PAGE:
Der Stricker is the pseudonym of a 13th-century Middle High German itinerant poet whose real name has been lost to history. His name, which means "The Knitter," may indicate he was a commoner; he was likely from Franconia but later worked in Austria. His works evince a knowledge of German literature and practical theology, and include both adaptations and works with no known sources.
Der Stricker's oeuvre includes the Arthurian romance Daniel von dem blühenden Tal and the epic Karl, a German adaptation of the Song of Roland, based directly on Konrad der Pfaffe's earlier German version but updated for his time. However, he was chiefly a writer of didactic poetry and exempla or bispel, and was one of the early pioneers of the genre. These poems dealt not only with the religious and moral matters typical of the form, but also with the praise of women and courtly love. Many of them focus on episodes from everyday life and make heavy use of burlesque humor. The best known of these tales is Pfaffe Âmis (Priest Amis), which involves the English clerk Âmis in the trickster role. These works show an emphasis on theological concerns, and were popular with priests, who used them to animate their sermons.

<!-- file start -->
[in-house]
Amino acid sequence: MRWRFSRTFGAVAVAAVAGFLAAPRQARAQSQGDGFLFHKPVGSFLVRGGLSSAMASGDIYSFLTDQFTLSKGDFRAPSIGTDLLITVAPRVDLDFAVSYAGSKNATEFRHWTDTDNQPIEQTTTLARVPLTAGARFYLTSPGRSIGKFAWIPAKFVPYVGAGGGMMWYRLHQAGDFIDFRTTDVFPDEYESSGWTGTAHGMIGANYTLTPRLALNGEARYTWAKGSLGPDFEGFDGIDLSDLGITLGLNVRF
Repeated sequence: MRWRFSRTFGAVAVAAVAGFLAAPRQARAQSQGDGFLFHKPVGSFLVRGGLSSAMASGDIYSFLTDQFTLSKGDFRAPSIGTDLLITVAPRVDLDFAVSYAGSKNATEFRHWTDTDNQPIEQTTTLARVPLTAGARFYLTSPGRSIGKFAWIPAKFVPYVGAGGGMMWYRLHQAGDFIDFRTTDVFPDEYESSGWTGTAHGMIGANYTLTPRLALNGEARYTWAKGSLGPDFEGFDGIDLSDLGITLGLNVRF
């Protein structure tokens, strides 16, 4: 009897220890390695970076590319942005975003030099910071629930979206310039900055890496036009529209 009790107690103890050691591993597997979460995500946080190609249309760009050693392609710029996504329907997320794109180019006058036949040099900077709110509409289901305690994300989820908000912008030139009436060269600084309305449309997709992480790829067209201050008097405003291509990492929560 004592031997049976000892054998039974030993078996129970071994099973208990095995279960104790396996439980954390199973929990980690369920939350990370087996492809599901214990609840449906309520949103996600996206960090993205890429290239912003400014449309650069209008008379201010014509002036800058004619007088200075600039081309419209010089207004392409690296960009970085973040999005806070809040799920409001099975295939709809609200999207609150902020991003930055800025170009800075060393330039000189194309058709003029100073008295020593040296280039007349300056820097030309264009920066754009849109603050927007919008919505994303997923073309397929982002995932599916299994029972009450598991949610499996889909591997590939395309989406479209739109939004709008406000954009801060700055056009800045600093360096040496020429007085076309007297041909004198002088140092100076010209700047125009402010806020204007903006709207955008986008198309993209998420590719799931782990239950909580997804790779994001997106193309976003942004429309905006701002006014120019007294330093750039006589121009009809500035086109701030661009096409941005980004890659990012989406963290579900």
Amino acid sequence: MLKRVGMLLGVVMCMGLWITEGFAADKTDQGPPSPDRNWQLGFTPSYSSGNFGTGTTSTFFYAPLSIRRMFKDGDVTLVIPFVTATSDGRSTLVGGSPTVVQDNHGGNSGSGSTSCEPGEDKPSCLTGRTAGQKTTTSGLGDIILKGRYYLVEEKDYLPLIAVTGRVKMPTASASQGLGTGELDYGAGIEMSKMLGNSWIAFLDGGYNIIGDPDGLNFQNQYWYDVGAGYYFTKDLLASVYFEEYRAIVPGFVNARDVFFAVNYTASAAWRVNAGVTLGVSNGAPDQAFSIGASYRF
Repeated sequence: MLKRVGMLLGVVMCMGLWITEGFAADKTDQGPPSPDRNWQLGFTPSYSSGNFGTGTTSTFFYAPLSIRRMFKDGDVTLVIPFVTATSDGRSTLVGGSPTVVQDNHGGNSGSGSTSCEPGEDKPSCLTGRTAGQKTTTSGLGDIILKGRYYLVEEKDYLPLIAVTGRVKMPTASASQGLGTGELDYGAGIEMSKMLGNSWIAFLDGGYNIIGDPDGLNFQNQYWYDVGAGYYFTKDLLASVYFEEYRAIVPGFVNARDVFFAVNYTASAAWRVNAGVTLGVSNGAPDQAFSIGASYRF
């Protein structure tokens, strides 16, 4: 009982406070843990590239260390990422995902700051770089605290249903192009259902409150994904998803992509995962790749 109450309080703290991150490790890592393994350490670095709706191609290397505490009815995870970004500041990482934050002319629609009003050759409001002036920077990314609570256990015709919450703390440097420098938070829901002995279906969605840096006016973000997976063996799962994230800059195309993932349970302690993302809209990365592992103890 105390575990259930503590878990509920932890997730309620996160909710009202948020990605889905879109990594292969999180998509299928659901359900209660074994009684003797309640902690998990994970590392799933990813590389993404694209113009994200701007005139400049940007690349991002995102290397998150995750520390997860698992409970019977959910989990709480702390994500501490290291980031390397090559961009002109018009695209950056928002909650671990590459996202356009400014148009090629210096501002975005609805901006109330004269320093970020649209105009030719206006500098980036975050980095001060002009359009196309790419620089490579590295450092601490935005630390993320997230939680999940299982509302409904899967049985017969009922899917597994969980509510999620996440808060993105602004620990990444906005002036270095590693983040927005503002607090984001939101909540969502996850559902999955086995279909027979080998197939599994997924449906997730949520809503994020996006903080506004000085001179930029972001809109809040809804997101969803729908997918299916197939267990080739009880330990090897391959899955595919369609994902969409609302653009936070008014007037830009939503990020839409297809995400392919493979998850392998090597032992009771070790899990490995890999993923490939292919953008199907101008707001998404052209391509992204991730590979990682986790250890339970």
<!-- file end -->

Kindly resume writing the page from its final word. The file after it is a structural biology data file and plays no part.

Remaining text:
Der Stricker was well known to later poets, being mentioned and commended by Rudolf von Ems in his Alexander and his Willehalm von Orlens. Der Pleier wrote his Arthurian romance Garel as a reaction to Der Stricker's Daniel, the protagonist of which Der Pleier found to be too brutal and cunning for a hero. Where Der Stricker's hero exemplifies the warrior ethos of epic poetry, Der Pleier's Garel is specifically written as an embodiment of the courtly ideal.